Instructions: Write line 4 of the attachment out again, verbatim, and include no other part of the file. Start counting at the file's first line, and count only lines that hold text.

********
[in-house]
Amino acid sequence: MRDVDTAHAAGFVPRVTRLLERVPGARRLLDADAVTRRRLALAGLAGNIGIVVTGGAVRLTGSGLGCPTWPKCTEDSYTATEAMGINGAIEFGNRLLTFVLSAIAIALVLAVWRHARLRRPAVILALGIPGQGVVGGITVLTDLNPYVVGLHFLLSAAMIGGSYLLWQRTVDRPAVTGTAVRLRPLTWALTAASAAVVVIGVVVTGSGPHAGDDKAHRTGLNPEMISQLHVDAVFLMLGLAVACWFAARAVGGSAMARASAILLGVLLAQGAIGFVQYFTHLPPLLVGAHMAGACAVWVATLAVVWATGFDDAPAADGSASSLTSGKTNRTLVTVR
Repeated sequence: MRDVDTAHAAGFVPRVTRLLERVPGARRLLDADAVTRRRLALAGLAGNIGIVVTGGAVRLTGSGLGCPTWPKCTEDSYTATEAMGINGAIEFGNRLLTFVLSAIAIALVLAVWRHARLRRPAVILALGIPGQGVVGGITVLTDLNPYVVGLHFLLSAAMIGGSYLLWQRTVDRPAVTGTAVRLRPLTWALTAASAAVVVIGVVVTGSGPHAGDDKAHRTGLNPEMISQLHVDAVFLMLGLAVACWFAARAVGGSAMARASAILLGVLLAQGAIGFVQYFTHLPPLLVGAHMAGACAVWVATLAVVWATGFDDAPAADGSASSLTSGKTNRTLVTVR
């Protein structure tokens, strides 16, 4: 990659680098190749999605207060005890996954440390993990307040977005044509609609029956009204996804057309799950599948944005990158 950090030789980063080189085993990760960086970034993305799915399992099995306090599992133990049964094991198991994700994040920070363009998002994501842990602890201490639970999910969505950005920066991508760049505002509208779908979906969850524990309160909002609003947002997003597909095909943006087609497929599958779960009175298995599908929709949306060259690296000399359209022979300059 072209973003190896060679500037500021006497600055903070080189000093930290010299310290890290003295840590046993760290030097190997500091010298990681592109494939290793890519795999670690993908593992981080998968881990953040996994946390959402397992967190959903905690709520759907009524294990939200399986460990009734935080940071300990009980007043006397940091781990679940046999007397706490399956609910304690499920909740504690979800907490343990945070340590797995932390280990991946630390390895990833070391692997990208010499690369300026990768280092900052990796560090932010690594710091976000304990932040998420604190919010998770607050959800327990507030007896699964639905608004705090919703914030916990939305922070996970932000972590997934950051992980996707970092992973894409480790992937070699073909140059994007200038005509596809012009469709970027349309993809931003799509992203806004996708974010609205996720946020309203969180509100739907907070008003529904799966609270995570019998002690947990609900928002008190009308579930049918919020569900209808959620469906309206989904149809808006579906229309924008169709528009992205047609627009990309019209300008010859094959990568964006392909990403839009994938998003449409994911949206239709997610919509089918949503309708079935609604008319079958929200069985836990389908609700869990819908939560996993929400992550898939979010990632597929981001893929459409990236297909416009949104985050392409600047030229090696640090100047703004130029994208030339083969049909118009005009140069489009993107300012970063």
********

């Protein structure tokens, strides 16, 4: 990659680098190749999605207060005890996954440390993990307040977005044509609609029956009204996804057309799950599948944005990158 950090030789980063080189085993990760960086970034993305799915399992099995306090599992133990049964094991198991994700994040920070363009998002994501842990602890201490639970999910969505950005920066991508760049505002509208779908979906969850524990309160909002609003947002997003597909095909943006087609497929599958779960009175298995599908929709949306060259690296000399359209022979300059 072209973003190896060679500037500021006497600055903070080189000093930290010299310290890290003295840590046993760290030097190997500091010298990681592109494939290793890519795999670690993908593992981080998968881990953040996994946390959402397992967190959903905690709520759907009524294990939200399986460990009734935080940071300990009980007043006397940091781990679940046999007397706490399956609910304690499920909740504690979800907490343990945070340590797995932390280990991946630390390895990833070391692997990208010499690369300026990768280092900052990796560090932010690594710091976000304990932040998420604190919010998770607050959800327990507030007896699964639905608004705090919703914030916990939305922070996970932000972590997934950051992980996707970092992973894409480790992937070699073909140059994007200038005509596809012009469709970027349309993809931003799509992203806004996708974010609205996720946020309203969180509100739907907070008003529904799966609270995570019998002690947990609900928002008190009308579930049918919020569900209808959620469906309206989904149809808006579906229309924008169709528009992205047609627009990309019209300008010859094959990568964006392909990403839009994938998003449409994911949206239709997610919509089918949503309708079935609604008319079958929200069985836990389908609700869990819908939560996993929400992550898939979010990632597929981001893929459409990236297909416009949104985050392409600047030229090696640090100047703004130029994208030339083969049909118009005009140069489009993107300012970063």